Carbon dioxide reduction to methane and coupling with acetylene to form propylene catalyzed by remodeled nitrogenase.
ABSTRACT: A doubly substituted form of the nitrogenase MoFe protein (?-70(Val)(?Ala), ?-195(His?Gln)) has the capacity to catalyze the reduction of carbon dioxide (CO(2)) to yield methane (CH(4)). Under optimized conditions, 1 nmol of the substituted MoFe protein catalyzes the formation of 21 nmol of CH(4) within 20 min. The catalytic rate depends on the partial pressure of CO(2) (or concentration of HCO(3)(-)) and the electron flux through nitrogenase. The doubly substituted MoFe protein also has the capacity to catalyze the unprecedented formation of propylene (H(2)C = CH-CH(3)) through the reductive coupling of CO(2) and acetylene (HC?CH). In light of these observations, we suggest that an emerging understanding of the mechanistic features of nitrogenase could be relevant to the design of synthetic catalysts for CO(2) sequestration and formation of olefins.
Project description:The electron flux through the MoFe-protein of nitrogenase from Klebsiella pneumoniae determines the absolute and relative rates of 2H+ reduction to H2 and acetylene (C2H2) reduction to ethylene (C2H4) at saturating levels of reductant (Na2S2O4) and MgATP. High electron flux, induced by a high Fe-protein (Kp2)/MoFe protein (Kp1) ratio, favours C2H2 reduction. These data can be explained if ethylene, the two-electron reduction product of C2H2, is not released until three electrons have been transferred from Kp2 to Kp1. This explanation is also consistent with a pre-steady-state lag phase for C2H4 formation of 250 ms observed when functioning enzyme is quenched with acid. Electron flux through nitrogenase is inhibited by C2H2 at high protein concentrations. This is because the association rate between Kp1 and oxidized Kp2 is enhanced by C2H2, leading to an increased steady-state concentration of the inhibitory complex Kp2oxKp1C2H2. This effect is not relieved by CO. Thus CO and C2H2 (or C2H4) must be bound at the same time to distinct sites, presumably at Mo or Fe centres, on the enzyme.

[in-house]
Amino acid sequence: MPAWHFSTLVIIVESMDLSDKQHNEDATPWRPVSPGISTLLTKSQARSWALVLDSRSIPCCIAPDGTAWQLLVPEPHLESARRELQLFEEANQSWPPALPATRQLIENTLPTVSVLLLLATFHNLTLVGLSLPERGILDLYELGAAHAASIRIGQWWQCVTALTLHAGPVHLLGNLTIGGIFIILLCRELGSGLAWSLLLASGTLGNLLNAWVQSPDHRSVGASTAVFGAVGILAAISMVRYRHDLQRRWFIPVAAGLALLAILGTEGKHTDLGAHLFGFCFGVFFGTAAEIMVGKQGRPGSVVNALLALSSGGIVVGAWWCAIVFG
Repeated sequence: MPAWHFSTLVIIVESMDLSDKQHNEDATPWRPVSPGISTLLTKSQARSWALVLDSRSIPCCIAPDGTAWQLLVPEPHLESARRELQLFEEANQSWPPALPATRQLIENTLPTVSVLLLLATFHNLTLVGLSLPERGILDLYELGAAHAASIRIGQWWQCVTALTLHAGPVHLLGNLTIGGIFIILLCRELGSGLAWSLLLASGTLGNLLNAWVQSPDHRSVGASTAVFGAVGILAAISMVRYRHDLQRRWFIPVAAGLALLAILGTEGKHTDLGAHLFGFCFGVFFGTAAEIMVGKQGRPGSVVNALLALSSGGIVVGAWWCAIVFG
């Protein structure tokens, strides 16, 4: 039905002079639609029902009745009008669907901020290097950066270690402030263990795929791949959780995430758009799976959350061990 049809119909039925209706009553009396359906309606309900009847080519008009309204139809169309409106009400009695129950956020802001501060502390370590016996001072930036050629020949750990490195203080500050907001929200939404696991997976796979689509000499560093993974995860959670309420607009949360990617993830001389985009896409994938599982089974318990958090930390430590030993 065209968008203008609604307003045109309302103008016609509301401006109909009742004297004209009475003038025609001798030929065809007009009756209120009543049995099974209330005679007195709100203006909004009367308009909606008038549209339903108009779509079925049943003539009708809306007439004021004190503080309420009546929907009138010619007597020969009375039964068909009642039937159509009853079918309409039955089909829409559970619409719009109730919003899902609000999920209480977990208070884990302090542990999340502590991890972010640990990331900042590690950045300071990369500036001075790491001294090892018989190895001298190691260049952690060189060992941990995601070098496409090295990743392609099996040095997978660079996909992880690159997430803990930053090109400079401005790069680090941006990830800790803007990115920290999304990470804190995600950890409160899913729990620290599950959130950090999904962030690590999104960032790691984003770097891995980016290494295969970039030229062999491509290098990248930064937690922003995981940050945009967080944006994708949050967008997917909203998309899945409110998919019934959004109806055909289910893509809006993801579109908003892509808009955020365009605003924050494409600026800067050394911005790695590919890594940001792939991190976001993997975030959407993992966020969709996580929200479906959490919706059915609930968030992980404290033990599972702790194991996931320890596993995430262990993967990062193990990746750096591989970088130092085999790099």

Project description:We report an organic redox-polymer-based electroenzymatic nitrogen fixation system using a metal-free redox polymer, namely neutral-red-modified poly(glycidyl methacrylate-co-methylmethacrylate-co-poly(ethyleneglycol)methacrylate) with a low redox potential of -0.58?V vs. SCE. The stable and efficient electric wiring of nitrogenase within the redox polymer matrix enables mediated bioelectrocatalysis of N3 - , NO2 - and N2 to NH3 catalyzed by the MoFe protein via the polymer-bound redox moieties distributed in the polymer matrix in the absence of the Fe protein. Bulk bioelectrosynthetic experiments produced 209±30?nmol?NH3 ?nmol?MoFe-1 ?h-1 from N2 reduction. 15 N2 labeling experiments and NMR analysis were performed to confirm biosynthetic N2 reduction to NH3 .